Smack Down! Milestone #1 met!

Very happy today. It’s now been two weeks since we started saving for our 20 percent home loan deposit, and we have managed to meet our target for the fortnight. We budgeted $1,100 ($550 per week) and we managed to tuck away $1,140.

Highlights for the fortnight:

  1. Budgeting enough to cover emergencies. Our kids who recently started childcare fell ill and we had some unplanned expenditures at the doctors and paying for medication.
  2. I spent a couple of hours cleaning and servicing my car (oil change), saving myself a small fortune on mechanical repairs. I’m planning to do the same with my wife’s car to keep them both running reliably.
  3. The veggie garden we started in January is really proving its worth now. We have been eating a lot of fresh salad with our dinner and that saves us at least $10 at the grocery store on lettuce, cucumbers and tomatoes. We ate three main meals this fortnight made from zucchini we grew ourselves and it was delicious (see pic below).

Overall, I feel great being able to bank away enough money to hit our fortnightly target. Only 51 more fortnightly milestones to go!!!! Bring it on baby!


A simple, envelope system works best.

Today was pay day (sound the trumpets!). The first pay day since my declaration of war against the intimidating 20% home loan deposit. I’m determined to shoot down my bills one by one and inch closer to my home loan target.

With the family budget in hand I took an early morning trip to the ATM to withdraw some money for our fortnightly expenses. For this we use the age old envelope system to stay ahead. The envelope system is truly one of the worlds greatest inventions – I swear. I remember watching my mother use it to pay off “Christmas lay-buys” during the year for the kids, and it works just as good today as it did back then.


Money set aside carefully each fortnight in labelled envelopes allows the household to plan and manage exactly where its money is going, with the added certainty that the dreaded bills will always be paid for on time or in advance. Just list down every expense you have, and create and envelope for it.

Because of the envelope system, I am never left feeling broke and overwhelmed when something major like car registration is due. These major type of expenses are the ones that really hurt people who don’t have an effect way of budgeting.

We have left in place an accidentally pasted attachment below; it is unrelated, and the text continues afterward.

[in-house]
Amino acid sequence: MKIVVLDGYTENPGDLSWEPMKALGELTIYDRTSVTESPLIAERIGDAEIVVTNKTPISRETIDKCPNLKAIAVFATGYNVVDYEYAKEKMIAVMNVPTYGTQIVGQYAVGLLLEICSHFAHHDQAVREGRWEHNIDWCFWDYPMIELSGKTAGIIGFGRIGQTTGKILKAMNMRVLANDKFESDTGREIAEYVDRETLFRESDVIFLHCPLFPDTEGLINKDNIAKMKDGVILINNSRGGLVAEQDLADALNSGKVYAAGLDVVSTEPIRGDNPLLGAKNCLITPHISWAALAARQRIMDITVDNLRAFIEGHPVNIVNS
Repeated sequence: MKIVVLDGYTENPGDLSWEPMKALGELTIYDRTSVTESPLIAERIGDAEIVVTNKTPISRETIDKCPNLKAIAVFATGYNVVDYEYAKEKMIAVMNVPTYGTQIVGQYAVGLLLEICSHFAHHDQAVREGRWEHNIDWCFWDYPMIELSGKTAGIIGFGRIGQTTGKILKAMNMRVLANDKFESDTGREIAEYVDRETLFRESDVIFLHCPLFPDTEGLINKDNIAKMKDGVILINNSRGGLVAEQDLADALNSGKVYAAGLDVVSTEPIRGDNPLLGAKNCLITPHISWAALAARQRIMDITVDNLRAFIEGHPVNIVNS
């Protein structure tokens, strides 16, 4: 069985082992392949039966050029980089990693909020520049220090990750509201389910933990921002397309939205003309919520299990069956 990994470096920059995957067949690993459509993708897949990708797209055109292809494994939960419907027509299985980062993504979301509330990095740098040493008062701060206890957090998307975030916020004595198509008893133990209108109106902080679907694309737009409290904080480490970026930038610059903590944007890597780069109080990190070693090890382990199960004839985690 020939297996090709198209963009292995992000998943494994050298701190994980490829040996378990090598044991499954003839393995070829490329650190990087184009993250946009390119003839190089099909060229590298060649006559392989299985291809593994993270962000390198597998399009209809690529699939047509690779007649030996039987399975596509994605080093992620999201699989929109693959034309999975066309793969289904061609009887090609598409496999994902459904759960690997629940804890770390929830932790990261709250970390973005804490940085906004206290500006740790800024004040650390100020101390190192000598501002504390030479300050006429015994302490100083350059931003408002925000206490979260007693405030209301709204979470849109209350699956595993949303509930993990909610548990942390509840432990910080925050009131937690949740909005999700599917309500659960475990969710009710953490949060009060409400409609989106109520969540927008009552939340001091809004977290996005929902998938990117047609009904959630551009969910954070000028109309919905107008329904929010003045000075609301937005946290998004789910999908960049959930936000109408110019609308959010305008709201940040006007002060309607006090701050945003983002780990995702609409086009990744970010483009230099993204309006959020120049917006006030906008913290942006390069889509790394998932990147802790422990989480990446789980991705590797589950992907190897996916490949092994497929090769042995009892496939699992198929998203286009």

When I got home I simply pulled out the envelopes and started filling them. I put money away for everything we spend…groceries, petrol, registration, health insurance, childcare fees….etc. Ten minutes later, I put the envelopes away.

It’s that simple. Good luck!



Day 1 – Saving for a home loan adventure begins!!!!

I’m creating this blog to document our savings journey as we embark on that long and lonely road of saving enough money for 20% deposit on a decent family home. By decent, I mean a modest three bedroom house the “Australian dream” was made off (1 bathroom, backyard for the kids to play in, and garage for the car). Today is 7 March 2017. We would like to achieve our goal by March 2019 (two years).

The area we live in is designated as a ‘rural region” but in reality, we are only a 20 minute commute from a major metropolitan city. This has many benefits, the most relevant being I can purchase the decent home I mentioned above for approximately $380-$450K. For a 20% deposit we will need $90k. We already have 31.5k in the bank, so need to save around 60k from scratch. This equates to (approximately):

  • 30k per year; or
  • $1150 per fortnight
  • $575 per week

In reality, we may need a save a bit more than this as the total cost of the house includes other costs such as Stamp Duty Fees, Legal Fees, Bank Fees etc. I’ve deliberately left these expenses out of the savings goal as these can be accumulated as we shop for a home (and once we have saved the deposit).

My wife (35) and I (39) have two small children aged 4 and 2. They have just started childcare and my wife has just returned to work (part-time only) after a 4 year break to raise our two kids. I work as a professional so earn a good salary. As many people would understand though, this is a very challenging time for a young family as costs of schooling and childcare begin to consume large chunks of the family budget. Childcare costs families a lot of money. Never the less, we will persevere with our savings goal no matter the cost.

On the plus side,we have worked very hard over the past 4 years to become ‘debt free’. We have no car loans, personal loans, credit cards, or store cards. This was not easy, but there came a time in my life when I realised that living beyond my means was unsustainable.

My car is 22 years old but still runs well. My wife’s car is 13 years old and is very reliable. I expect to keep these over the next two years as we commit ourselves to saving.

The only real debt we carry is a small loan on the tiny two bedroom apartment we live in, and of course our daily living expenses. Selling our place to raise funds for the deposit is not an option for us as we would barely break even. Aside from that, given our savings goal, living here is very convenient for us.

I hope to be able to look back on this post in two years time with great pride. For those in a similar situation, I wish you all the best of luck. Two years feels like a long way away, but time has a way of passing very quickly.